Sharon Christa McAuliffe was the first teacher to fly in space. She was selected from
more than 11,000 applicants from the education profession for entrance
into the astronaut ranks.
McAuliffe was born September 2, 1948, the
oldest child of Edward and Grace Corrigan. Her father was, at that time,
completing his sophomore year at Boston College. Not long thereafter, he
took a job as an assistant comptroller in a Boston department store, and the
family moved to the Boston suburb of Framingham. As a young girl, Christa was very excited about the Apollo moon landing program and, years later, wrote on
her astronaut application form that "I watched the Space Age being born and
I would like to participate."
McAuliffe attended Framingham State College in her hometown, graduating in
1970. A few weeks later she married her longtime boyfriend, Steven
McAuliffe and they moved to the Washington, DC, metropolitan area so Steven
could attend Georgetown Law School. She took a job teaching in the secondary
schools, specializing in American history and social studies. They stayed in
the Washington area for the next eight years while she taught and completed an
M.A. from Bowie State University in Maryland. They moved to Concord, New
Hampshire, in 1978 when Steven accepted a job as an assistant to the State
Attorney General. Christa took a teaching post at Concord High School in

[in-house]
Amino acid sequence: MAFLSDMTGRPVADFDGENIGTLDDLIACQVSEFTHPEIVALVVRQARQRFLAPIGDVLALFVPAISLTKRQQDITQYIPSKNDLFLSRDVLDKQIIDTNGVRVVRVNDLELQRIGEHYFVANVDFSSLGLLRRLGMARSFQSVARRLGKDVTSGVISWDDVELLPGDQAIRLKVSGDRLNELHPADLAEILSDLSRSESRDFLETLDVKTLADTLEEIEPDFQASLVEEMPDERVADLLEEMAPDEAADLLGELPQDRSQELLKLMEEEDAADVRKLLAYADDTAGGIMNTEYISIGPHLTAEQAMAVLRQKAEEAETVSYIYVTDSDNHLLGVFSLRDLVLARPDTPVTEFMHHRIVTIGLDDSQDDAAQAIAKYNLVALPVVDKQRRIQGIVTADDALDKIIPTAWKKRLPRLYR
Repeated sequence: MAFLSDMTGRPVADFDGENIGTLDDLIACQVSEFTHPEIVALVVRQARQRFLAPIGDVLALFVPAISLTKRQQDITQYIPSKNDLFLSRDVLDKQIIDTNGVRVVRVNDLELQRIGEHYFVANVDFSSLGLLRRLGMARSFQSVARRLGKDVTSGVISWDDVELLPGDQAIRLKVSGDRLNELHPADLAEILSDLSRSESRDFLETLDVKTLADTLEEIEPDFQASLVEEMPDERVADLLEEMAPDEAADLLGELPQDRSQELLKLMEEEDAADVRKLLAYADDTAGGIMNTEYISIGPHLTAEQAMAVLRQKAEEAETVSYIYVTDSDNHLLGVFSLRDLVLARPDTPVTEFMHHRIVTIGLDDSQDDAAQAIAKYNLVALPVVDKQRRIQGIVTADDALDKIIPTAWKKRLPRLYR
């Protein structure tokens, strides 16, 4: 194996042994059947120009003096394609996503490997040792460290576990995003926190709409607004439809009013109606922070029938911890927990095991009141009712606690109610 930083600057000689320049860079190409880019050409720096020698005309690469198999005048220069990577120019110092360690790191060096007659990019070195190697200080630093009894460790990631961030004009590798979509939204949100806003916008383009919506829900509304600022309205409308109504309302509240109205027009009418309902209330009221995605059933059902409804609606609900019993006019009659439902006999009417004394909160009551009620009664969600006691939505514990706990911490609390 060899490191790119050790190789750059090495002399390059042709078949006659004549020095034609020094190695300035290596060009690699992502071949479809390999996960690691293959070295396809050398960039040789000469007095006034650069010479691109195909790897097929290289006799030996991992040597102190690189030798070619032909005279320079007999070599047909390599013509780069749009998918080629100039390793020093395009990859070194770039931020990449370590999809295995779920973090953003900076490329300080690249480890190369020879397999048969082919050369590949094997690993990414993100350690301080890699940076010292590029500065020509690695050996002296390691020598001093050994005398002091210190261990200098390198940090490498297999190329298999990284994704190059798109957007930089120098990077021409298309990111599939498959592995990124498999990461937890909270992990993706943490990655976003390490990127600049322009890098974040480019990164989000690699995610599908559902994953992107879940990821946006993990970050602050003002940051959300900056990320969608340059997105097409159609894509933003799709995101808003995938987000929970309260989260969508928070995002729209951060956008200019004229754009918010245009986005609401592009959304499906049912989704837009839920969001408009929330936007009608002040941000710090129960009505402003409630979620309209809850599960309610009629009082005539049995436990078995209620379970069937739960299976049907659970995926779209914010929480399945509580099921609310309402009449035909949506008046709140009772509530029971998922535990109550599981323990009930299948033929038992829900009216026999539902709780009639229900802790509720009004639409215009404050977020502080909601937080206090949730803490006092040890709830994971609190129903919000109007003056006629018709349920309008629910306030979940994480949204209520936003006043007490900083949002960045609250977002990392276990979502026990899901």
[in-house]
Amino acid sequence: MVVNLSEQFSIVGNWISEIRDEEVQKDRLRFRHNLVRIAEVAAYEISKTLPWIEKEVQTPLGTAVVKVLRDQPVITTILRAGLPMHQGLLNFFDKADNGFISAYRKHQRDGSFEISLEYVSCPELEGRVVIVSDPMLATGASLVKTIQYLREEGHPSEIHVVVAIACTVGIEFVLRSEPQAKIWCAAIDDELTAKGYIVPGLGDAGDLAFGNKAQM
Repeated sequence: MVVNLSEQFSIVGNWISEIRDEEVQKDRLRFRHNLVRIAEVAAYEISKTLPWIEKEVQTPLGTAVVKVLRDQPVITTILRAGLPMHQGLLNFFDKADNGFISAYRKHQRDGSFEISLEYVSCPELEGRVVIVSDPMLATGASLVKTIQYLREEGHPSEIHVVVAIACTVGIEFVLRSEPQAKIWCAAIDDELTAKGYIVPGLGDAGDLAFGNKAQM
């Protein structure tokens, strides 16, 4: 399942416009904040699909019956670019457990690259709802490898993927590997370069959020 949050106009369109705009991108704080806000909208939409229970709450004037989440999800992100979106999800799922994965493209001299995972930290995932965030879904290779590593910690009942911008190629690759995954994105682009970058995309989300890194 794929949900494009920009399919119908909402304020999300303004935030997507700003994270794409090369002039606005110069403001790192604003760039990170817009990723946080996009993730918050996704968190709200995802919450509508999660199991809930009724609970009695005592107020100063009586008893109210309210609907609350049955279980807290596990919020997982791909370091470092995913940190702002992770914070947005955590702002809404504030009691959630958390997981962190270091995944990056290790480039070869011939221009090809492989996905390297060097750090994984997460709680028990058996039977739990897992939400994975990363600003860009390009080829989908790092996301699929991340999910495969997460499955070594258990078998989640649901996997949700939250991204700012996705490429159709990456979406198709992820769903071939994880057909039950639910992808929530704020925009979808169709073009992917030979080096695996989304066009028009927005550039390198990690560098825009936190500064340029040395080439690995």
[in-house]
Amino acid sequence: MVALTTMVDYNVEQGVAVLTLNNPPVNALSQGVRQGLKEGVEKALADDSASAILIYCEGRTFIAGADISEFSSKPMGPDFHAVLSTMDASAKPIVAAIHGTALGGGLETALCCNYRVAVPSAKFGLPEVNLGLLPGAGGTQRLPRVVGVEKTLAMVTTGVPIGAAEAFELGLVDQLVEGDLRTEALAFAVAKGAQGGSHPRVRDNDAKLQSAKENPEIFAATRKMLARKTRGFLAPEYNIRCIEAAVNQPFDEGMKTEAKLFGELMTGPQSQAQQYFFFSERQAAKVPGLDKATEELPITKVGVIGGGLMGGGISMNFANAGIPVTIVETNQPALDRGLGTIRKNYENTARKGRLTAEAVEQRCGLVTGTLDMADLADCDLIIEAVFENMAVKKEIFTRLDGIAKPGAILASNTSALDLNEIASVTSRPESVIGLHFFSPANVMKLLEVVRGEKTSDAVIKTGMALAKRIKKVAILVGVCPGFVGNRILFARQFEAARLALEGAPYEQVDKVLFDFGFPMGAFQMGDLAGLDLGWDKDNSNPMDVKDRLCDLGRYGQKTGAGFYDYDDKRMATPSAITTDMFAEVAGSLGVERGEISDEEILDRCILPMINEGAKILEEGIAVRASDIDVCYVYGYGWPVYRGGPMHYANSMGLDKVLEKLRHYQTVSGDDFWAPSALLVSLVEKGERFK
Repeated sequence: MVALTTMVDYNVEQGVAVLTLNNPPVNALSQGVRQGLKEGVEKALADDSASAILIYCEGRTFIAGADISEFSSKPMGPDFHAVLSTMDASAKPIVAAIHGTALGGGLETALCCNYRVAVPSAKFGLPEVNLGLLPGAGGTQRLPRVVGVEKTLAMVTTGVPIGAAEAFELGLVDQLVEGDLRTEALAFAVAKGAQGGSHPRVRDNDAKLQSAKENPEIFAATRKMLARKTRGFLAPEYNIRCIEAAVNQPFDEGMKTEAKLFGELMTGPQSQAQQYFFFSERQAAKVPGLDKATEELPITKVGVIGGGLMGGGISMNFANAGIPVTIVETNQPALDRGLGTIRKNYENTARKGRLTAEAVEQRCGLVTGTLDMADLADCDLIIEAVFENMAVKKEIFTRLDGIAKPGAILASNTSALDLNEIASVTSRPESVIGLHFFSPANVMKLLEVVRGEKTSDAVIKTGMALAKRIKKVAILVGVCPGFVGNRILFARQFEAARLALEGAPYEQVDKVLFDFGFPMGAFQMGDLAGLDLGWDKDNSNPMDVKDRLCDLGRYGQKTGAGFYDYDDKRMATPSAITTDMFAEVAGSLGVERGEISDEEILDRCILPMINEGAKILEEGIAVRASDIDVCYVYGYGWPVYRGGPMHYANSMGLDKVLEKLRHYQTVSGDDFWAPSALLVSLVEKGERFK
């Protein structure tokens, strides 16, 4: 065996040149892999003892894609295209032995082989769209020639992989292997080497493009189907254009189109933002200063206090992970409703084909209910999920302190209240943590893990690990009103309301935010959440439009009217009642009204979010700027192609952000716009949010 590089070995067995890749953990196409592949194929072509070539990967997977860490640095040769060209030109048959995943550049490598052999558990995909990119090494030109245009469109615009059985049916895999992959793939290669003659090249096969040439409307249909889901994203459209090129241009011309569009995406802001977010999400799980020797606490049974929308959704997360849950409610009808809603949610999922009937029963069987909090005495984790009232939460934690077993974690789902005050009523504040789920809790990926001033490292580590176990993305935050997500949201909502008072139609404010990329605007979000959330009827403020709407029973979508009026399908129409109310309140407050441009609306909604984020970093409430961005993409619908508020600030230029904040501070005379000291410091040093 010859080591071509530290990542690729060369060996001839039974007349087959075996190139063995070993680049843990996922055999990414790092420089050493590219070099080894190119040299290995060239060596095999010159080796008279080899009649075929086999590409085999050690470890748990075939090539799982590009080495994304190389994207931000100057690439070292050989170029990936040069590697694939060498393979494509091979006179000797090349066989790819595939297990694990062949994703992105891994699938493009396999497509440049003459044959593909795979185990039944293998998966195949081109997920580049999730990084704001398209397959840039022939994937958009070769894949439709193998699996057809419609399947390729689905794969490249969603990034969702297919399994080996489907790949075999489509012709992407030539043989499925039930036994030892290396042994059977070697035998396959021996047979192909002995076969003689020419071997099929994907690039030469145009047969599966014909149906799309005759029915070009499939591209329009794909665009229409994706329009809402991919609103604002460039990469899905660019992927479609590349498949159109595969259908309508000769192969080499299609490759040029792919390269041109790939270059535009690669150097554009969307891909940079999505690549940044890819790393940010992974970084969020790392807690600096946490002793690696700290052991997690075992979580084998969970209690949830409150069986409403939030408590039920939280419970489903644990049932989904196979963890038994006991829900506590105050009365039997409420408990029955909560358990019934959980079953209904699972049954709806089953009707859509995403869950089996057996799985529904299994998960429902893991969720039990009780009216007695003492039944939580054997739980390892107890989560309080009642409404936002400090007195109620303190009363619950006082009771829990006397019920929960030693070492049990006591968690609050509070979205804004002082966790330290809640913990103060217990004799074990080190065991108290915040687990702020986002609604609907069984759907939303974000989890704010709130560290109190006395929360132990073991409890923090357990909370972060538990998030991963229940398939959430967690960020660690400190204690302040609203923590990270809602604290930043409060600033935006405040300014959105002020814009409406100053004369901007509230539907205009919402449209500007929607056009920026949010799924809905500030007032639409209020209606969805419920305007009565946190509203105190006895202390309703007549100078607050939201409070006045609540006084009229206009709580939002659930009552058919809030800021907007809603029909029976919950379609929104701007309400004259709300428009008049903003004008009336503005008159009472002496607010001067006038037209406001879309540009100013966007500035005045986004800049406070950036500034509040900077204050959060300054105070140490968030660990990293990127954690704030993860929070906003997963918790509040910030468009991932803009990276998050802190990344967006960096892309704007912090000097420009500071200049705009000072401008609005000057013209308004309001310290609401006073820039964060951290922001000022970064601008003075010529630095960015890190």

1982 and, in 1984, learned about NASA's efforts to locate an educator to fly
on the Shuttle. The intent was to find a gifted teacher who could
communicate with students from space.
NASA selected McAuliffe for this position in the summer of 1984. In the
fall she took a year-long leave of absence from teaching, during which time
NASA would pay her salary, and trained for an early 1986 Shuttle mission.
McAuliffe had stated that her goal as the first teacher in space was to "humanize the Space Age by
giving a perspective from a non-Astronaut." She had an immediate rapport with the media, and the teacher in space
program received tremendous popular attention as a result. It is in part
because of the excitement over McAuliffe's presence on the Challenger that
the fatal accident had such a significant impact on the nation. Though she never got to report from space, Christa McAuliffe did a lot to excite a new generation of children to dream about being a part of our future space program.
Today, there are elementary schools named after her in many states, including Florida, Colorado and California.